For these rural communities, obtaining aid was especially difficult even prior to the recent disaster. The few services the government provides are concentrated in Port-au-Prince. “To get medicines you have to travel one long day to the capital, then spend two days there going around looking for what you need, then one long day to travel back,” Burnet Cherisol, who operates a clinic in Gonaives, in northern Haiti, told Reuters. “As a result the people continue to suffer and needlessly die.”  
Cuban doctors’ services vital
Cherisol said that the more than 500 Cuban medical volunteers on the island are vital to health-care services in the countryside. “In many areas the only care available is from the Cuban doctors, even though the current Haitian government doesn’t support them,” she said. “Few Haitian physicians are willing to venture this far, where there’s no electricity, no hotel.”

Haitian prime minister Grard Latortue was put in power by the U.S. military after a rightist rebellion three months ago spread throughout Haiti. The government of the elected president Jean-Bertrand Aristide agreed to allow U.S. and other imperialist troops to land in Haiti supposedly to mediate the conflict. But the U.S. troops quickly shanghaied Aristide, taking him by plane to Africa. Aristide is currently living in South Africa. Some 3,600 U.S., Canadian, and French troops have been kept in Haiti to “restore order.”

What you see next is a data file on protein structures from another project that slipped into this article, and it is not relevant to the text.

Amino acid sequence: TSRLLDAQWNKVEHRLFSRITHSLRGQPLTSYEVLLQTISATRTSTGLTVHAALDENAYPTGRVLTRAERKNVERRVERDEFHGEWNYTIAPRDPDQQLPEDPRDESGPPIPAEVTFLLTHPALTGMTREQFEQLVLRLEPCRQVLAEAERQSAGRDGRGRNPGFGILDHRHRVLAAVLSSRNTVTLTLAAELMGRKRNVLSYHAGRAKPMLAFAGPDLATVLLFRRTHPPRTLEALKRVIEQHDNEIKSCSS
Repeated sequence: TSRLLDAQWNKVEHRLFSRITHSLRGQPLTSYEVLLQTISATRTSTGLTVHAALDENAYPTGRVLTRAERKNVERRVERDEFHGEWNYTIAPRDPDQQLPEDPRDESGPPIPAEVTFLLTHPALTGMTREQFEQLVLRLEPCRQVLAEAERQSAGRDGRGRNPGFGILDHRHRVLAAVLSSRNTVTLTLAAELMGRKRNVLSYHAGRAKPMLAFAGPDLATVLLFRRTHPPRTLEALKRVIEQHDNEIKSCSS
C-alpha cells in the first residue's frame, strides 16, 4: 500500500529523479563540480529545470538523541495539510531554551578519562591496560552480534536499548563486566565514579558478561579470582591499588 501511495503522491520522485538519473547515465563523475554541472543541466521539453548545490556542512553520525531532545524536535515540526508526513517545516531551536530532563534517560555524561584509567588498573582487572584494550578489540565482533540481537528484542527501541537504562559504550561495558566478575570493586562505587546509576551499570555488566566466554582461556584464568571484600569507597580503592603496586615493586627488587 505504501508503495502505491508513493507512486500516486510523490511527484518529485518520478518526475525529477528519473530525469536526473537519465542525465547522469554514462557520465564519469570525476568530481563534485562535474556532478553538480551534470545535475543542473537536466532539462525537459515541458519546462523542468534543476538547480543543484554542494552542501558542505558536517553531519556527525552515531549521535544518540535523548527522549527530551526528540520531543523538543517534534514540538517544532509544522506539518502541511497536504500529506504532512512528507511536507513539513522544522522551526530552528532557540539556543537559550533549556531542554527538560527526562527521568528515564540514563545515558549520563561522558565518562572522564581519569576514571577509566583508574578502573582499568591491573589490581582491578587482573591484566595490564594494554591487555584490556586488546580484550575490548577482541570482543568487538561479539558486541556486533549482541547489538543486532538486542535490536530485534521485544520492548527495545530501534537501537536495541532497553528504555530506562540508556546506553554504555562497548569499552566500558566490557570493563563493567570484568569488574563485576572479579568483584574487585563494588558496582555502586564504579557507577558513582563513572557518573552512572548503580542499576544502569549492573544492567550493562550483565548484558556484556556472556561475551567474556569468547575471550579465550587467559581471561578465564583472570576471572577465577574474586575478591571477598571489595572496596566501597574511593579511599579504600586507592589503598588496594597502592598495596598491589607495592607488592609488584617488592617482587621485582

The U.S. government has responded to the disaster by mobilizing U.S. Marines to carry relief supplies.

One of the main reasons for the catastrophic flooding and mudslides was the severe deforestation of the hills and valleys in the border region. Haiti’s forests have disappeared because, without access to electricity or other sources of fuel, thousands of Haitian workers and farmers depend for survival on charcoal made from cutting down trees for heat, light, and cooking fuel.

Latortue announced that to combat the deforestation, his government would create a “forest protection unit” made up of former soldiers from the demobilized Haitian army. Past government-sponsored reforestation campaigns, however, have not been more than token efforts.